Medical grade masks are in short supply province-wide, but they're essential for frontline workers at CCH. We have enough medical grade masks for today, but you can help us prepare for tomorrow. The virus can be transmitted even when no symptoms of illness are recognized. Wearing a non-medical mask is another way to reduce the risk of transmitting COVID-19 to staff or patients.
If you're coming to CCH and you have a non-medical mask, please wear it when you arrive.
How can you help Preserve PPE when arriving at CCH?
Why wear a non-medical mask? If you don't have a mask, frontline staff will provide you with one at CCH's entrance.
"Wearing a non-medical mask is an additional measure that you can take to protect others around you".~ Dr. Theresa Tam, Canada’s Chief Public Health Officer
It is important to understand that facial coverings (and non-medical masks) have limitations and need to be used safely.
To learn more about non-medical masks, please visit the following trusted links:Health CanadaEastern Ontario Health Unit
What To Know Before You Go To The Hospital
To find out all the information about your stay at Cornwall Community Hospital including parking, accessibility, patient rights and responsibilities and much more, please view our patient handbook. A hardcopy of the handbook, which is yours to keep, will be made available at your bedside.
CCH is a scent safe environment for all individuals who may be sensitive to scented products. Because of the serious effects scented products have on some of our staff, patients and volunteers we want to create an awareness of the potential hazards associated with the wearing and the use of scented products.
Like many healthcare providers in the province the Cornwall Community Hospital (CCH) continues to focus on getting the right patient in the right bed at the right time. CCH has implemented a number of initiatives to improve their focus on improving the patient experience by improving the process to expedite a patient getting into a bed they can call their own within hospital. These six initiatives will minimize the number of empty beds and unnecessary room transfers, decrease costs and maximize patients’ healthcare time.
1. Resource Meetings
Clinical leaders are meeting twice daily and reviewing bed information to ensure no stone is left unturned when trying to find patients a bed to call their own.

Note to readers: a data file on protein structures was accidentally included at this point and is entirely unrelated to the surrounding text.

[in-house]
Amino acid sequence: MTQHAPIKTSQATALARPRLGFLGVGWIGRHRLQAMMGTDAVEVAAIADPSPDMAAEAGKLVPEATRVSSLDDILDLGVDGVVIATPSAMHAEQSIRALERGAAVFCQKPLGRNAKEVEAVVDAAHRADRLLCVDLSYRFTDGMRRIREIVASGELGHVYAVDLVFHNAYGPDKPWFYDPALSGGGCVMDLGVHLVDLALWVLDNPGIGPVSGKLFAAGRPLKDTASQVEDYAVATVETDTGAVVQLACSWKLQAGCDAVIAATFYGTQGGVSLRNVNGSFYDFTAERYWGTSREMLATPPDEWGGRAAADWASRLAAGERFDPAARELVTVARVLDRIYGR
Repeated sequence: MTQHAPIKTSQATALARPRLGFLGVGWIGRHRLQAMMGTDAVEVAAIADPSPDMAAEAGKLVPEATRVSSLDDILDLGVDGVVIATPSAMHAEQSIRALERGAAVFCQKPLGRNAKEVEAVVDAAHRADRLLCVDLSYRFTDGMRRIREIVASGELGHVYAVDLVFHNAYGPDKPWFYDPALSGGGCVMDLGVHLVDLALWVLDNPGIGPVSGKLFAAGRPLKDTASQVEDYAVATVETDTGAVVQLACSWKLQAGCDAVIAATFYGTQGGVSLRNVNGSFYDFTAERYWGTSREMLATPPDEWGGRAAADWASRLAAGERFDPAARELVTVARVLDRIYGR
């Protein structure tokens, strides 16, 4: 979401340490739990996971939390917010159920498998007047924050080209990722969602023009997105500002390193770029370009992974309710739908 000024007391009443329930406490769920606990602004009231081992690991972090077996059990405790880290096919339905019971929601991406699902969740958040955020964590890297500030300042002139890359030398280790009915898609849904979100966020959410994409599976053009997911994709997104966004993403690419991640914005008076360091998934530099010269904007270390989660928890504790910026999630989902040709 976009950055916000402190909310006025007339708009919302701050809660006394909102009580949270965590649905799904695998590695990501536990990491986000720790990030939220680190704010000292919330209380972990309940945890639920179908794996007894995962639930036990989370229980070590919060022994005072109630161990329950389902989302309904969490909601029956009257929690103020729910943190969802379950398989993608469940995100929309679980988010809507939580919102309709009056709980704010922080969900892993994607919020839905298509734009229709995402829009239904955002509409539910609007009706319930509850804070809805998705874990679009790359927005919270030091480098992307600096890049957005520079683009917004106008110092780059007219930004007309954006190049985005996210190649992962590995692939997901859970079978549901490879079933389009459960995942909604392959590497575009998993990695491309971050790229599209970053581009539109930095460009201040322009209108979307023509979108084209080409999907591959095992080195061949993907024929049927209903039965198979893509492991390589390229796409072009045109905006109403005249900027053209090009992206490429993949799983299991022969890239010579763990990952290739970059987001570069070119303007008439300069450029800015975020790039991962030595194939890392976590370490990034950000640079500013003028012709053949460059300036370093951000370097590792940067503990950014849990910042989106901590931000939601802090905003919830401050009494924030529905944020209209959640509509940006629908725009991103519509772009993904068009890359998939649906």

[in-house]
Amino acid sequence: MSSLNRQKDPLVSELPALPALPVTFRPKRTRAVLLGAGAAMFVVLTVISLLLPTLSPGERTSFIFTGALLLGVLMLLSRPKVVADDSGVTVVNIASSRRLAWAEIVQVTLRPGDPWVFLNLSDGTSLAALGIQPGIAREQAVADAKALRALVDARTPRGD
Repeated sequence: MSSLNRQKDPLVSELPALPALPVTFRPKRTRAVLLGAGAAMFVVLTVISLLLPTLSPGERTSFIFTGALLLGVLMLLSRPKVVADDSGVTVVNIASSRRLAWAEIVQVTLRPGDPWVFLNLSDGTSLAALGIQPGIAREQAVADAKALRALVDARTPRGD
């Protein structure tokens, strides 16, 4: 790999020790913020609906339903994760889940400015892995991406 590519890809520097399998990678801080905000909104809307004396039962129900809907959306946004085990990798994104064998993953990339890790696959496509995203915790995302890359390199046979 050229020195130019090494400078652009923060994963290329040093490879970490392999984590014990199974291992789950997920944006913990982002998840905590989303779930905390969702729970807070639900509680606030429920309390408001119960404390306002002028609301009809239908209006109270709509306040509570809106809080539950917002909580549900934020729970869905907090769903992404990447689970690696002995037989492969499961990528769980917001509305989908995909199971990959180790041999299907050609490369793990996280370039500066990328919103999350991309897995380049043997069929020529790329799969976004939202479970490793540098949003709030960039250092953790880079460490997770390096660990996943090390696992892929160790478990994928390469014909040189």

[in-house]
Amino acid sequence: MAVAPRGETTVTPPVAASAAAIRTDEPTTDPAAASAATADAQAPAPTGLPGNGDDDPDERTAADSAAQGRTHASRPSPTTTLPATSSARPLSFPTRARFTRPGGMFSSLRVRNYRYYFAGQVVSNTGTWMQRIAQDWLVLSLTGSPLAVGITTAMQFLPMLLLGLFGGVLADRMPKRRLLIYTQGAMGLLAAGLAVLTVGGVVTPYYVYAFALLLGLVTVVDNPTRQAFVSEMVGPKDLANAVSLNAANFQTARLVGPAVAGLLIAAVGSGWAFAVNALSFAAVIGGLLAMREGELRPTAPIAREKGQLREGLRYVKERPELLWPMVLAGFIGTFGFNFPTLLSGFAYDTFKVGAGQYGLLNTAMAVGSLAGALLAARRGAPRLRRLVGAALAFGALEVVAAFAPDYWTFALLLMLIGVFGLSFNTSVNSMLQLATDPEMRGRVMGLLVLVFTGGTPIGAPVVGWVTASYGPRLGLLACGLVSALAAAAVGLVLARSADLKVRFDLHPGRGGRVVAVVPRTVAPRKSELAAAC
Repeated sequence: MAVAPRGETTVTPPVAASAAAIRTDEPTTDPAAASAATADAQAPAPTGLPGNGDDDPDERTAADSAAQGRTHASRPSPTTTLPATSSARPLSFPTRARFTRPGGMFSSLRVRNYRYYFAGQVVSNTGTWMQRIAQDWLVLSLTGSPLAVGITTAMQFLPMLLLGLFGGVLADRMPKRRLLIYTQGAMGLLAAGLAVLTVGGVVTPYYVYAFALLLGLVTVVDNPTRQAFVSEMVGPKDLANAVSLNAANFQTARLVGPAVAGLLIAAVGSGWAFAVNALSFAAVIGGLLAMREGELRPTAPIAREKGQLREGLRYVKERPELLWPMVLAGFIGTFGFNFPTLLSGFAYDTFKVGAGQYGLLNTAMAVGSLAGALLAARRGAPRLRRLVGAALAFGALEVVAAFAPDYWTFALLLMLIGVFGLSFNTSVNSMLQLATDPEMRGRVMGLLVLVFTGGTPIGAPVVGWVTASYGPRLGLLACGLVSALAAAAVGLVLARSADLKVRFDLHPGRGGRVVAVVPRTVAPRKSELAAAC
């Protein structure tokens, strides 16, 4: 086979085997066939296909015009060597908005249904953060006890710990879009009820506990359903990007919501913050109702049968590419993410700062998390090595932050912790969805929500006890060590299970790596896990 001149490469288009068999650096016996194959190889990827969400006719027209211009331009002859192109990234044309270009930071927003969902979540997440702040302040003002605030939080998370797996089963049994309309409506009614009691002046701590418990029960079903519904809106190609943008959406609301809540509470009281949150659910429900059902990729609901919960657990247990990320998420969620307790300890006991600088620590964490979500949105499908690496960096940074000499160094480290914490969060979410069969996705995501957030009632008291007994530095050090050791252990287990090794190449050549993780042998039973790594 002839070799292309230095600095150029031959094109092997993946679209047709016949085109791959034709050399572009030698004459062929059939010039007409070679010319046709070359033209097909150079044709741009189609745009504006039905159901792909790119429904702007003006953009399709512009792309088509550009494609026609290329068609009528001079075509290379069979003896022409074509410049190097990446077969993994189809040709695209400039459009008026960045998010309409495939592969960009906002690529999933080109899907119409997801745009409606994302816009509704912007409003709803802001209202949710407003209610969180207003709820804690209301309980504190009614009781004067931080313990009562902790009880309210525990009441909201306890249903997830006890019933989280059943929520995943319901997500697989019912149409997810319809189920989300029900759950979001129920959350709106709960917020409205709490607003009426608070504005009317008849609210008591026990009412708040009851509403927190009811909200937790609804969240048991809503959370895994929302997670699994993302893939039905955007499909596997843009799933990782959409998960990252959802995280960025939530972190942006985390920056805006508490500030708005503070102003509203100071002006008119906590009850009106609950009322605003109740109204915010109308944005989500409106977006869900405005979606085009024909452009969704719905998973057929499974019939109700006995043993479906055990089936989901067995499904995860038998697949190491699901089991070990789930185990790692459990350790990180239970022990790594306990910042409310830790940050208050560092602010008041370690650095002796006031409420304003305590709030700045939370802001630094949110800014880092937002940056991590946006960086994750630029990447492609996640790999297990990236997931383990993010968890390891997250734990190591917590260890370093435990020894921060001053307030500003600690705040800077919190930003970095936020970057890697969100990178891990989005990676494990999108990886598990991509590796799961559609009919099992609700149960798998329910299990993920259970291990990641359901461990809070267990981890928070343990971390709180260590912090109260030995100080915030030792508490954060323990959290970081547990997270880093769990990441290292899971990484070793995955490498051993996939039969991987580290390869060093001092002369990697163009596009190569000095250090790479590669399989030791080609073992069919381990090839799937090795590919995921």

2. Early Identification of Patient Discharges
On a regular basis staff review patients who are fit enough to be discharged as we try to always have empty beds for new patients.
3. Infection Control Cohorting of Patients
To contain infections and use beds efficiently we admit patients with the same type of isolation in the same ward room.
4. All-Gendering of Patient Rooms
Patients will be placed in rooms based on availability, illness, etc. All-gender rooms are used to minimize the number of empty beds and unnecessary room transfers, decrease costs and maximize patients’ healthcare time.
5. Discharging Patients to Chairs
The health care team works with the patient and their family to plan for their discharge home from the hospital. This planning should occur from the time the patient is admitted.
We expect that all patients should leave by 10:00. Once it is determined that the patient can be discharged, he/she will be asked to sit in a chair (should there be a need to wait for a family member or transportation) while housekeeping prepares the room for the next patient.
6. Admitting Patients to Hallway Bed Spaces on Inpatient Units Until a Room Space Becomes Available
Unfortunately, sometimes the number of patients needing a bed does not match up with the number of beds we have. CCH staff will place patients in hallways when our occupancy exceeds the number of inpatient beds available. We will work to the best of our ability to ensure each patient has a bed.
These six initiatives may not be conducted in order, as it will depend on each individual’s situation and best pathway to care.
CCH staff will work as fast as possible to find a bed for each patient. Wait times for a bed depend upon availability, the number of patients currently admitted to the hospital, and several other factors. CCH staff will be sure to keep patients informed of the process.
Patient safety and security are always in consideration when placing individuals in a room with another patient. If patients feel their safety or security is threatened, they are encouraged speak to their healthcare provider.
If you have any questions regarding our patient flow initiatives, please contact CCH at 613-938-4240.
Patient and Family Advisory Committee
Mental Health Crisis Line: 1-866-996-0991 (16 years and up)